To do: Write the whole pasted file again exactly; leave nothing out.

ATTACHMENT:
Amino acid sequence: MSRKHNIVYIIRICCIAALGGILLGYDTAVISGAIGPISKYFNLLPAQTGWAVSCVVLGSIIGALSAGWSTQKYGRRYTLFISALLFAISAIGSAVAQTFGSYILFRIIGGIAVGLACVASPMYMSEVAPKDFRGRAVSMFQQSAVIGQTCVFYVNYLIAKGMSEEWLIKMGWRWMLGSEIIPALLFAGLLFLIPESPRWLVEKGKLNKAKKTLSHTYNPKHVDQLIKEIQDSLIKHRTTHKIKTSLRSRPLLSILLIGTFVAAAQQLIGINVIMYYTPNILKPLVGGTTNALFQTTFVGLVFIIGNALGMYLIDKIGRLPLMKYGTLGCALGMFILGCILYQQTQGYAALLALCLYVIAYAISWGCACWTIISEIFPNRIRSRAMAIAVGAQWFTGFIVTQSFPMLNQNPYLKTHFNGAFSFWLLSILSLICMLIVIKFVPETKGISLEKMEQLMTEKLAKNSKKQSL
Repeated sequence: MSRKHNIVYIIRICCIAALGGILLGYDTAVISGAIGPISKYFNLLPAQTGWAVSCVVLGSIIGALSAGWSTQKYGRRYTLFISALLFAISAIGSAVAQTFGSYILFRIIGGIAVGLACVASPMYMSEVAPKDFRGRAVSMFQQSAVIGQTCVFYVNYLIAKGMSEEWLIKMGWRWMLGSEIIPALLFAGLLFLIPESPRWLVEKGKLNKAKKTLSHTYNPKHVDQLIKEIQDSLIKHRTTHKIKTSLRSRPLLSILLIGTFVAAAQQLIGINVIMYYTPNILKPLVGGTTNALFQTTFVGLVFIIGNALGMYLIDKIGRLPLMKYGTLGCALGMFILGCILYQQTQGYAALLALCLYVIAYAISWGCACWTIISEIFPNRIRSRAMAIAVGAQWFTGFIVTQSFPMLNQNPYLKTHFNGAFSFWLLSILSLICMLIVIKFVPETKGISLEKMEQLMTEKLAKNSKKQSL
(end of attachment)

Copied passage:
Amino acid sequence: MSRKHNIVYIIRICCIAALGGILLGYDTAVISGAIGPISKYFNLLPAQTGWAVSCVVLGSIIGALSAGWSTQKYGRRYTLFISALLFAISAIGSAVAQTFGSYILFRIIGGIAVGLACVASPMYMSEVAPKDFRGRAVSMFQQSAVIGQTCVFYVNYLIAKGMSEEWLIKMGWRWMLGSEIIPALLFAGLLFLIPESPRWLVEKGKLNKAKKTLSHTYNPKHVDQLIKEIQDSLIKHRTTHKIKTSLRSRPLLSILLIGTFVAAAQQLIGINVIMYYTPNILKPLVGGTTNALFQTTFVGLVFIIGNALGMYLIDKIGRLPLMKYGTLGCALGMFILGCILYQQTQGYAALLALCLYVIAYAISWGCACWTIISEIFPNRIRSRAMAIAVGAQWFTGFIVTQSFPMLNQNPYLKTHFNGAFSFWLLSILSLICMLIVIKFVPETKGISLEKMEQLMTEKLAKNSKKQSL
Repeated sequence: MSRKHNIVYIIRICCIAALGGILLGYDTAVISGAIGPISKYFNLLPAQTGWAVSCVVLGSIIGALSAGWSTQKYGRRYTLFISALLFAISAIGSAVAQTFGSYILFRIIGGIAVGLACVASPMYMSEVAPKDFRGRAVSMFQQSAVIGQTCVFYVNYLIAKGMSEEWLIKMGWRWMLGSEIIPALLFAGLLFLIPESPRWLVEKGKLNKAKKTLSHTYNPKHVDQLIKEIQDSLIKHRTTHKIKTSLRSRPLLSILLIGTFVAAAQQLIGINVIMYYTPNILKPLVGGTTNALFQTTFVGLVFIIGNALGMYLIDKIGRLPLMKYGTLGCALGMFILGCILYQQTQGYAALLALCLYVIAYAISWGCACWTIISEIFPNRIRSRAMAIAVGAQWFTGFIVTQSFPMLNQNPYLKTHFNGAFSFWLLSILSLICMLIVIKFVPETKGISLEKMEQLMTEKLAKNSKKQSL